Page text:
A ball drops on a foosball table and six players ready their tiny, rod-mounted teams in order to shoot on not two but three different goals. This is the Y-Kicker by Ben Beyer, just one of the experimental design objects showcased in “Plant 10.1,” an installation at Orgatec 2018. This year the office design trade show, which takes place every two years and ran October 23–27 in Cologne, Germany, had the dedicated tagline of “new visions at work” – and “Plant 10.1” was perhaps the most experimental personification of this theme at the fair.
Presented by consultancy firm Detecon International and creative agency Orange Council in collaboration with the artists’ group Freeters, “Plant 10.1” was organized to promote positive change and innovation in the office environment, under the hypothesis that “existing, rigid organizations are disintegrating and flexible and agile structures are taking their place.”
“The goal is to create office environments that are truly innovative and inspiring,” explains Tanja Milenkovic, a consultant at Detecon who works with powerhouses such as electronics firm Bosch and car manufacturer Volkswagen to implement a more future-forward and agile working environment.
Companies must have more adaptability to both survive and keep up with the market.” The Y Kicker, she notes, “is a completely different kind of collaboration. Agile thinking is often about rearranging your mindset so that it is up for change.”
“Plant 1.0” presented seven working environments—spread out over 600m²—geared towards meeting the diverse needs of the average company. Those were: the self-explanatory Co-Working, Presentation Spaces, CreativeSpace and LivingRoom, as well as MiniHome, an old circus wagon transformed into a mobile home; PlayGrounds, focusing on sport and play; and HochSitz, dedicated to unusual seating.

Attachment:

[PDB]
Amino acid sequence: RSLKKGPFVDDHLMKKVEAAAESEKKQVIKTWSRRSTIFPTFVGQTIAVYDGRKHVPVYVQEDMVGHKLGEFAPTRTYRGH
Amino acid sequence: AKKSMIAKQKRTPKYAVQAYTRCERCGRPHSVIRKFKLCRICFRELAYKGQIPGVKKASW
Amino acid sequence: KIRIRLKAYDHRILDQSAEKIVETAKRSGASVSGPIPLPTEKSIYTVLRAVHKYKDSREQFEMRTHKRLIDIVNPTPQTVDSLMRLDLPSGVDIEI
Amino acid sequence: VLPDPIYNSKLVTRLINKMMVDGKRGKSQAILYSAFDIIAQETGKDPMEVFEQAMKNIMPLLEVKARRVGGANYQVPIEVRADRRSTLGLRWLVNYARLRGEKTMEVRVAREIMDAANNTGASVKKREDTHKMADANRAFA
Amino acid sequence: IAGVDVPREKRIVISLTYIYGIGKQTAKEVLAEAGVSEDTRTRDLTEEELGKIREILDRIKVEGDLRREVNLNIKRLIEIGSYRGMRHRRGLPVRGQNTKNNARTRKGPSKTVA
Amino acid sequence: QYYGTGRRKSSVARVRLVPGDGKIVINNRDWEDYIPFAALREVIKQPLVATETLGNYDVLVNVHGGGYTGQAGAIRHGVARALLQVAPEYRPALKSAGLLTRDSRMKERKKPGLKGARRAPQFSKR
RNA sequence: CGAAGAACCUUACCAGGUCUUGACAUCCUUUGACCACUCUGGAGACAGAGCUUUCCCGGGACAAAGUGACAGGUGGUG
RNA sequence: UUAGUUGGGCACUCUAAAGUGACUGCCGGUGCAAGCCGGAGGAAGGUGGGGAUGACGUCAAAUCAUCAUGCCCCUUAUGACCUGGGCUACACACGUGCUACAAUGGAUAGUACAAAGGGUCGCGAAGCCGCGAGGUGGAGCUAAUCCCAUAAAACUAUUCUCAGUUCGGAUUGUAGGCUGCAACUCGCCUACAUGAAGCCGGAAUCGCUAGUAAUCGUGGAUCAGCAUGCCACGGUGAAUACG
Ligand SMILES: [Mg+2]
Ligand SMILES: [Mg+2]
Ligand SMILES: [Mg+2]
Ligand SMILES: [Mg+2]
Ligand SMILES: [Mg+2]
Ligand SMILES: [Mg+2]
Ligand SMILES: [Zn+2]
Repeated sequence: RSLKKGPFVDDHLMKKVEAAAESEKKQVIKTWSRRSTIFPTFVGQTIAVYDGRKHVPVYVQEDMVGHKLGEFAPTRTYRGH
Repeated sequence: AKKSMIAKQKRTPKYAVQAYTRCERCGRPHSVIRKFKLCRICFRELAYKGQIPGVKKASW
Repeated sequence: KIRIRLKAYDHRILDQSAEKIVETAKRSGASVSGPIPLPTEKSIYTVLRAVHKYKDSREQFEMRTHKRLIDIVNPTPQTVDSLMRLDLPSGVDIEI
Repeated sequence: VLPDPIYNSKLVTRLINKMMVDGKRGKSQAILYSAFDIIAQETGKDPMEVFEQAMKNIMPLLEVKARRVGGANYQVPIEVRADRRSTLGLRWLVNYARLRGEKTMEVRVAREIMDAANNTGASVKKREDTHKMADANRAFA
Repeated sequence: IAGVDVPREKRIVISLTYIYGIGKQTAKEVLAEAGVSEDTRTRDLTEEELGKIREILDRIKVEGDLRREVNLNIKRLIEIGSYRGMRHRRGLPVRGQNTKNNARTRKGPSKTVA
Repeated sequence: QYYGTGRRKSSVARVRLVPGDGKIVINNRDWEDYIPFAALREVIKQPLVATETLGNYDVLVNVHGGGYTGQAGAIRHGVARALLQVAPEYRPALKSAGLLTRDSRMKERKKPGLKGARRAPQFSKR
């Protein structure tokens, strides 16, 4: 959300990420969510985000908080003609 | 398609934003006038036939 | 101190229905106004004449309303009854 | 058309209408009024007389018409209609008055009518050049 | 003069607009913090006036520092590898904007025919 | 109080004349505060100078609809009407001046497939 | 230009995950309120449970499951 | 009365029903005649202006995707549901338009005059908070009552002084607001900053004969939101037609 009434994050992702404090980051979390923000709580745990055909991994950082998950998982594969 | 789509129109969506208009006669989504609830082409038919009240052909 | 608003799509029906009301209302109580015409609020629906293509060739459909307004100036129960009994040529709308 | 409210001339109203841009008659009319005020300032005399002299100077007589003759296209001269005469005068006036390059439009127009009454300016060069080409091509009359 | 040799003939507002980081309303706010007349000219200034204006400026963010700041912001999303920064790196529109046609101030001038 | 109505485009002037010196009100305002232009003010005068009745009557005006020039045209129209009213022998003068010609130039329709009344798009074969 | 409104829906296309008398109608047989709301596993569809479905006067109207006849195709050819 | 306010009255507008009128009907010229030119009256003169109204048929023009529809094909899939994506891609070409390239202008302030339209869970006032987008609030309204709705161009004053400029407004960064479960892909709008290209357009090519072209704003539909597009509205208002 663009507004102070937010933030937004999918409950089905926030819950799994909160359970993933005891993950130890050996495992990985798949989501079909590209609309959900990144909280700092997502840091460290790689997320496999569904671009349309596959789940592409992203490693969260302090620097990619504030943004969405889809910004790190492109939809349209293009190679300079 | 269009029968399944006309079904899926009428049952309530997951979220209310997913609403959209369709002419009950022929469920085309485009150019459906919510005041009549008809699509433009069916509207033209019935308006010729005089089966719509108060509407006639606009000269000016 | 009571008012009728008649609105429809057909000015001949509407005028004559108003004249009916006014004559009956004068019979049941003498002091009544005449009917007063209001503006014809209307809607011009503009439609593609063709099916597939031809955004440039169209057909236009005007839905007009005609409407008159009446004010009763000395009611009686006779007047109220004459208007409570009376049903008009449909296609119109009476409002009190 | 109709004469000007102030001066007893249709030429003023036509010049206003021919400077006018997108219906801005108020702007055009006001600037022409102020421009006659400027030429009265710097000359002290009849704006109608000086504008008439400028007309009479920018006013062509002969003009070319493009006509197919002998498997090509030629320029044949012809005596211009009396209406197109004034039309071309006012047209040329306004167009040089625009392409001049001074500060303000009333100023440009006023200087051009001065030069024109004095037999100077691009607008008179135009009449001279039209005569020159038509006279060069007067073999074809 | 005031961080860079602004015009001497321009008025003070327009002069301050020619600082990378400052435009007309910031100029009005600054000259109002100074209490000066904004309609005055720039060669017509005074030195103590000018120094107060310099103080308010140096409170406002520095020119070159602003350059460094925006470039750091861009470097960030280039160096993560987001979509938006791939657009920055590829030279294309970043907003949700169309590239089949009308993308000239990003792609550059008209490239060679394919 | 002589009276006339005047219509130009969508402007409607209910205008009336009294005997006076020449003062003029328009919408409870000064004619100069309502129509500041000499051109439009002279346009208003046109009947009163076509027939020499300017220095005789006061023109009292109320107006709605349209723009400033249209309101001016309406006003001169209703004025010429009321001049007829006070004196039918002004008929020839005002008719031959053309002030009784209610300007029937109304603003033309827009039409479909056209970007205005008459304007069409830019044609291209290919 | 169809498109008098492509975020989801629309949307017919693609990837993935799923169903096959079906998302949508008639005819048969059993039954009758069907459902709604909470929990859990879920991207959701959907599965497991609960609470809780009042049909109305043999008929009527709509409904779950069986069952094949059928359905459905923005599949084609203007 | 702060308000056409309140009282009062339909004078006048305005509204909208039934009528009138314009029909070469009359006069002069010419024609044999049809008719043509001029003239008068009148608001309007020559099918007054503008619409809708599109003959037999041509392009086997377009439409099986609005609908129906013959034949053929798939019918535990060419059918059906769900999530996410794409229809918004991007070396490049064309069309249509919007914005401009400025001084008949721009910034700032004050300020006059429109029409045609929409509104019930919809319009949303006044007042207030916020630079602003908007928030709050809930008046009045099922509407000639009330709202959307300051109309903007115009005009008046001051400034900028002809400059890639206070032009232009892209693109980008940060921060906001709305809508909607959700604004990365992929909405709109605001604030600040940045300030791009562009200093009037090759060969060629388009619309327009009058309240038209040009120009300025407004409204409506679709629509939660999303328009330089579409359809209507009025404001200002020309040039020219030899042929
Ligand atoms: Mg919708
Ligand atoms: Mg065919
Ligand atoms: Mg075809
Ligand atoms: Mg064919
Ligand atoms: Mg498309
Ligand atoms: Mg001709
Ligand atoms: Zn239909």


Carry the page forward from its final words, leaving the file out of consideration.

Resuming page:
In one corner of the installation, visitors lounged on Transformer Part 2, a seating system complete with shelves, armchairs, drawer tables, rocking chairs, and acoustic sofas designed by artists Silke Mattern-Specht and Frowin Schwer for Deutsche Telekom. Each piece in the collection repurposes old file cabinets—remnants of the pre-digital age. However, beyond the literal rebirth of an obsolete object, Transformer Part 2 was conceived to evoke thoughts about facing one’s past and old habits, breathing in new life, and surprising transformations.
At the beginning, there is, of course, resistance—something is unusual, not the way it is supposed to be,” says Milenkovic on agile methodology. “However, sooner rather than later you realize, yes, this does actually make sense.”
While many companies now have gyms, an unusual rocking chair by artist Frowin Schweer and architect Sebastian Keller isn’t exactly what you’d expect with “fitness included.” Schaukelstuhl (Rocking chair) rocks a user’s back almost to the floor.
In another corner, the eye is arrested by a strange adaptation of what seems to be a vintage dentist’s chair—that’s Hirschthron (Deer Throne) by artist Michael Sistig. Easily imagined in a Narnia-like world, Hirschthron has antlers mounted behind its headrest and deer heads sprouting from its armrests. More subtly, it empowers anyone who sits in it—no matter their position in the animal kingdom…or the office hierarchy.